(local time)SEE WORLD AQI RANKING
live AQI index
|Air pollution level||Air quality index||Main pollutant|
|Good|| 43 US AQI||PM2.5|
|PM2.5|| 10.3 µg/m³|
PM2.5 concentration in Gardnerville air is currently 1 times above WHO exposure recommendation
|Open your windows to bring clean, fresh air indoors|
|Enjoy outdoor activities|
|Tuesday, Jul 27|
Moderate 71 US AQI
|Wednesday, Jul 28|
Moderate 70 US AQI
|Thursday, Jul 29|
Good 45 US AQI
|Friday, Jul 30|
Good 37 US AQI
Moderate 57 US AQI
|Sunday, Aug 1|
Moderate 57 US AQI
|Monday, Aug 2|
Good 29 US AQI
|Tuesday, Aug 3|
Good 22 US AQI
|Wednesday, Aug 4|
Good 27 US AQI
|Thursday, Aug 5|
Moderate 53 US AQI
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Gardnerville is located in Douglas County, in the northwestern portion of the state of Nevada. In mid-2021, Gardnerville presented with some very sizeable elevations in air pollution, which would cause several significant hazards for its inhabitants. The US AQI reading was elevated to dangerous levels, with readings that are rarely seen outside of times when there are wildfires present, indicating that there were large amounts of smoke, haze and fine particles permeating the city due to a nearby fire.
The US AQI reading is a figure aggregated from the various main pollutants found in the air, both in Gardnerville and throughout the United States. All of these present health issues when exposure is prolonged, although some are more harmful than others, able to cause a myriad of health issues to certain members of the population, with at-risk groups being all the more susceptible.
The chemical compounds and particle pollutants that go into making up this US AQI aggregate (which is calculated based on the volume of these pollutants present in the air) are one such as ozone (O3), carbon monoxide (CO), nitrogen dioxide (NO2), sulfur dioxide (SO2) along with the two particle pollutants, PM10 (the larger and coarser variety of particles), and PM2.5 (which is considered as ultrafine and presents a significantly larger risk to one’s health).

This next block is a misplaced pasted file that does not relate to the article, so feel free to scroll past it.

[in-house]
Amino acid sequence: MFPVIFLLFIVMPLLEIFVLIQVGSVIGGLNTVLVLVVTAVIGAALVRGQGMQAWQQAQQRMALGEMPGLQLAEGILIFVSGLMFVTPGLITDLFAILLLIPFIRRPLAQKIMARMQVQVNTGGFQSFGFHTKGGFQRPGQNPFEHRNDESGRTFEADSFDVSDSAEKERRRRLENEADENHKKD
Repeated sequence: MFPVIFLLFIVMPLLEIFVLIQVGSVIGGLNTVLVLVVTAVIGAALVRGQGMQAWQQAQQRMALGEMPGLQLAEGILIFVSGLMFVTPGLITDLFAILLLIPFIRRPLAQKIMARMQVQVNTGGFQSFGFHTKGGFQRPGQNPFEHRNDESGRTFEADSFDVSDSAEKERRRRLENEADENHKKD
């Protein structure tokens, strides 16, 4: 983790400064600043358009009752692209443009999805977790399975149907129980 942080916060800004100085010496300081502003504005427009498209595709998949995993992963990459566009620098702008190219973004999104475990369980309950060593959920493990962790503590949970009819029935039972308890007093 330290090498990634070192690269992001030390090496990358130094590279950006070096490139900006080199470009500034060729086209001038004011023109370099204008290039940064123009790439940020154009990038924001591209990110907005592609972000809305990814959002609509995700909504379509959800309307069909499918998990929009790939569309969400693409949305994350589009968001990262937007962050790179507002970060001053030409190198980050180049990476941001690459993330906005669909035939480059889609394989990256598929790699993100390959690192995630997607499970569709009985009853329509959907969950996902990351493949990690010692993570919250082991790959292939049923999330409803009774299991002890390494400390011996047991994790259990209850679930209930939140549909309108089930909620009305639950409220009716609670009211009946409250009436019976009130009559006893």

Observing some of the readings that were taken in late July of 2021, it can be seen that a US AQI figure of 185 was present. This is extremely high and is classified as 'unhealthy', color-coded as red and requiring a US AQI reading of anywhere between 151 to 200 to be classified as such. the various levels of air quality and their corresponding rating brackets are all color-coded, for ease of reference and navigation through the air quality maps, graphs and forecasts present on both this page and throughout the IQAir website. The more optimal levels of air quality start with lighter color coding, and with each further bracket, the colors get correspondingly darker, with red, purple and maroon indicating the most dangerous levels of air quality (with maroon being one that is rarely seen outside of direct fire zones, being classified as ‘hazardous’ and requiring a US AQI reading of 250.5 and beyond).
At times of such elevated levels of pollution, vulnerable individuals should undertake as many precautionary measures to safeguard against exposure and the subsequent health problems that they bring. These include ones such as wearing fine particle filtering masks, particularly if they are of the highest quality to prevent ultrafine particles from penetrating the lungs. Outdoor activity should be avoided, along with any strenuous activities and exercise, to avoid the increased rate of respiration and thus the possibility of inhaling more hazardous chemicals and fine particles. Windows and doors can also be sealed to prevent the ingress of contaminated air into one’s home. There are some other ways in which indoor pollution levels can also be elevated, typically by using certain products such as air fresheners or scented candles. If available, air purifiers can also be run as they are highly effective in reducing indoor pollution levels.